Ernst Hanfstaengel, who had a close relationship with Hitler at the time suggested that Geli was willing "to submit to his peculiar tastes" and was the "one woman in his life who went some way towards curing his impotence and half making a man out of him." He went on to say "that the services she was prepared to render had the effect of making him behave like a man in love… he hovered at her elbow with a moon-calf look in his eyes in a very plausible imitation of adolescent infatuation." (8)

Adolf Hitler and his half-sister, Angela RaubalAdolf Hitler and his half-sister, Angela Raubal

Anni Winter, Hitler’s housekeeper, claimed: "Geli loved Hitler. She was always running after him. Naturally, she wanted to be become Frau Hitler… He was highly eligible… but she flirted with everybody; she was not a serious girl." Emil Maurice commented: "He liked to show her off everywhere; he was proud of being seen in the company of such an attractive girl. He was convinced that in this way he impressed his comrades in the party, whose wives or girlfriends nearly all looked like washerwomen." (9)

Baldur von Schirach wrote in his autobiography: "He (Hitler) followed her into millinery shops and watched patiently while she tried on all the hats and then decided on a beret. He sniffed at the sophisticated French perfumes she enquired about in a shop on the Theatinerstrasse, and if she didn’t find what she wanted in a shop, he trotted after her… like a patient lamb. She exercised the sweet tyranny of youth, and he liked it, he was more cheerful, happier person." (10)

Geli RaubalGeli Raubal

Adolf Hitler continued to live with Geli Raubal. However, Geli’s friend, Henriette Hoffmann, claims that Geli grew more and more indifferent to him while he grew more and more passionate about her. Geli began seeing other men. Wilhelm Stocker, an SA officer, was often on guard duty outside Hitler’s Munich flat, later told the author of Eva and Adolf (1974): "Many times when Hitler was away for several days at a political rally or tending to party matters in Berlin or elsewhere, Geli would associate with other men. I liked the girl myself so I never told anyone what she did or where she went on these free nights. Hitler would have been furious if he had known that she was out with such men as a violin player from Augsburg or a ski instructor from Innsbruck." (11)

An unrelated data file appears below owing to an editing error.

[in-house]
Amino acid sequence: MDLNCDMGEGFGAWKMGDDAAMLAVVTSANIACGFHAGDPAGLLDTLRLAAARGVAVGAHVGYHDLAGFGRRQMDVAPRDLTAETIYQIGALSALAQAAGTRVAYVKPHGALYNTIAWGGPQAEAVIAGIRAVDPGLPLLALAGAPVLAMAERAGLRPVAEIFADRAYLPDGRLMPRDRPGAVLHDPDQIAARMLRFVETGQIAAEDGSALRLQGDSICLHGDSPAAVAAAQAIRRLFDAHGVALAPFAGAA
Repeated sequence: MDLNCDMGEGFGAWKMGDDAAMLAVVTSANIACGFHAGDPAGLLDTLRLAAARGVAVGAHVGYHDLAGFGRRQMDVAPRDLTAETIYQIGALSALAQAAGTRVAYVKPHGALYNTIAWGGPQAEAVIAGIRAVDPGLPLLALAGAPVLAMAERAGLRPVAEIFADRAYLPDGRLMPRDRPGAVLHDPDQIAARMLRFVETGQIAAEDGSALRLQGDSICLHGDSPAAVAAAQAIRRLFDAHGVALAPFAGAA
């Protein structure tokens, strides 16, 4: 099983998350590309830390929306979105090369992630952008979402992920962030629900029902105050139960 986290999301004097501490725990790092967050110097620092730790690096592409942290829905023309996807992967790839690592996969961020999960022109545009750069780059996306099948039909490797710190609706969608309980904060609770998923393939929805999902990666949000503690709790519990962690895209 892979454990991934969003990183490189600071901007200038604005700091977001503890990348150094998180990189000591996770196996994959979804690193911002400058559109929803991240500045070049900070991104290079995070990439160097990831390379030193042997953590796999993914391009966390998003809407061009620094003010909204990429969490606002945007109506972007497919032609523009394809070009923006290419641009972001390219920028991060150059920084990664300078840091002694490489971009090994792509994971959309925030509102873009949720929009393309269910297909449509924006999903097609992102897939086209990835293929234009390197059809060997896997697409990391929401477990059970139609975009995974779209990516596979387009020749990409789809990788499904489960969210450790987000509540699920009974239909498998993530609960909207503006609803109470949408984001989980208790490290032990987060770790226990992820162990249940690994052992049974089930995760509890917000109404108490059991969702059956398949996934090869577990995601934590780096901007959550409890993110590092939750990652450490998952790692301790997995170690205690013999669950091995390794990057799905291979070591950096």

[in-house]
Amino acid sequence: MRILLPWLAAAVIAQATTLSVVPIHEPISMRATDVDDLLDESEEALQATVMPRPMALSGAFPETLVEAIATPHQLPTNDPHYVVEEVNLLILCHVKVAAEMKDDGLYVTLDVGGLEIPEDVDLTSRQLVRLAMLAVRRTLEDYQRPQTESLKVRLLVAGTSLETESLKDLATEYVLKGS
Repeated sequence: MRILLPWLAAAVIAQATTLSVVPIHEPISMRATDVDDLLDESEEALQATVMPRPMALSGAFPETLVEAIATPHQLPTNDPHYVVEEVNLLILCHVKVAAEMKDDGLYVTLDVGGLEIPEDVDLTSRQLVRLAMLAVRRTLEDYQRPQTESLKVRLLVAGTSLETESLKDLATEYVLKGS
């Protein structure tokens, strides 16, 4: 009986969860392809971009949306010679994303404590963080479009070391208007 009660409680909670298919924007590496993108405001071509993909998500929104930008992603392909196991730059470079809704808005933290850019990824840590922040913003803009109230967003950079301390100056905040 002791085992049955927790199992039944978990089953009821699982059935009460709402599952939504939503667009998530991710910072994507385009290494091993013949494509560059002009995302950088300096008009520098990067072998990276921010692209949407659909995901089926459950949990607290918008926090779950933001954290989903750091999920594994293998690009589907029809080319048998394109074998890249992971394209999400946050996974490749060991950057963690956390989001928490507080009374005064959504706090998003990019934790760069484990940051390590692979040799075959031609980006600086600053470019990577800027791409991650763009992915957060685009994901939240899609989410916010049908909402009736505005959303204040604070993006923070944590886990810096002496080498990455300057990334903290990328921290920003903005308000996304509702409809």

Emil Maurice

Geli also began a relationship with Emil Maurice, Hitler’s chauffeur and bodyguard. Maurice later told Nerin E. Gun, the author of Eva Braun: Hitler’s Mistress (1969), about Geli. He testified that, "her big eyes were a poem and she had magnificent hair… people in the street would turn round to take another look at her, though people don’t do that in Munich." Maurice was aware that Hitler was very interested in Geli: "He liked to show her off everywhere; he was proud of being seen in the company of such an attractive girl. He was convinced that in this way he impressed his comrades in the party." (12)

Maurice admitted that he was "madly in love" with Geli and "I decided to become engaged to Geli… she gladly accepted my proposal". Henriette Hoffmann believes that Geli was in love with Maurice: "He was a sensitive man, not just someone who took pride in fighting, and there was a genuine tenderness behind his affability." Geli told Henriette that she no longer wanted to be loved by Hitler and preferred her relationship with Maurice: "Being loved is boring, but to love a man, you know, to love him – that’s what life is about. And when you can love and be loved at the same time, it’s paradise." (13)

Geli RaubalGeli Raubal and Adolf Hitler

Ernst Hanfstaengel believes that Geli had turned away from Hitler because of his perverted sexual desires. This idea is supported by Wilhelm Stocker: "She (Geli) admitted to me that at times Hitler made her do things in the privacy of her room that sickened her but when I asked her why she didn’t refuse to do them she just shrugged and said that she didn’t want to lose him to some woman that would do what he wanted. She was a girl that needed attention and needed it often. And she definitely wanted to remain Hitler’s favourite girlfriend. She was willing to do anything to retain that status. At the beginning of 1931 I think she was worried that there might be another woman in Hitler’s life because she mentioned to me several times that her uncle didn’t seem to be as interested in her as he once was." (14)